It set a standard for what things can be in my eyes, but those days are mostly gone. These long comments we indulge ourselves in are remnants of that time. It was all kind of based on email, or email-like protocol, so we wrote long comments (with quoting to make things clear and a little conversational) — debate essays, really.

        I was lucky that the guy I hung out with for 30 years was as into SF as I was. He was also into physics, electronics, and cosmology, so we had many good discussions over the years. We kind of parted ways when his interests collapsed to hunting and fishing and smoking meat. All of which he does very well, but it ended those discussions. We used to hang weekly; now just occasionally.

        I’ve found I no longer crave the human contact I once did. Too many disappointments, especially romantically. Now I almost dread going out because I know I’m going to end up dealing with stupid humans one way or another (just driving some place makes me shake my head). Hanging out with Bentley’s mom, the occasional party or gathering with the old crowd, an occasional dinner out, those were enough for me. Now most of those are on hold, so we’ll see. The change isn’t huge, but I do feel it.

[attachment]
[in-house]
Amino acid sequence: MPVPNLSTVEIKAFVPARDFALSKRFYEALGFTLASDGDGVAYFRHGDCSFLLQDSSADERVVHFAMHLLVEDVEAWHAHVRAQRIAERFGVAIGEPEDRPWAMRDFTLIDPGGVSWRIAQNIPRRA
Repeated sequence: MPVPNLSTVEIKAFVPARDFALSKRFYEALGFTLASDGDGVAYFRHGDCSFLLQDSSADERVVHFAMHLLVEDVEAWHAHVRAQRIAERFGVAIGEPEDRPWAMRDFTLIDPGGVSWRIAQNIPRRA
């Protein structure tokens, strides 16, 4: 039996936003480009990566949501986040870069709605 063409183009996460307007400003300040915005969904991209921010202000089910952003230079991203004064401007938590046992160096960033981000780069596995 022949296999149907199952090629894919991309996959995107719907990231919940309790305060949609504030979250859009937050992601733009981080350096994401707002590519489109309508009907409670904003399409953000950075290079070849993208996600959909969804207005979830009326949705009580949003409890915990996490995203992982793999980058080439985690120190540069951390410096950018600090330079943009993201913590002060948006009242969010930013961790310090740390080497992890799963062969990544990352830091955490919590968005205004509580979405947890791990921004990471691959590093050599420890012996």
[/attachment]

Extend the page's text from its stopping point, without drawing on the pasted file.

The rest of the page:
• SelfAwarePatterns

        On INTJ, you, Tina, and I had a conversation several years ago about it. At the time, it seemed striking that we all were INTJs, and I wondered if that type was disproportionately attracted to blogging.

        I occasionally got the intimidating remark myself when I was younger. As I’ve gotten older, I’ve learned to reign it in. Being intimidating as a manager may sound like an asset, but it’s actually seriously counter-productive.

        I’ve been checking out Meetup groups lately. There are a couple I’ve been meaning to check out. One I did briefly, but it was about writing and everyone was knee deep into their novel, and I’m not really writing anything but blog posts right now, so a group to circle back to when I finally start fiction writing again.

        I did once, several years ago now, try church out as a way to meet people. The issue is that they want you to buy the doctrine. That attempt triggered an exploration of what I really believed and the discovery that I didn’t buy any of it anymore. It felt duplicitous to stay under those conditions. One of the Meetups I’m looking at is a freethinkers group, although I’ll lose interest quick if they’re at all political about it.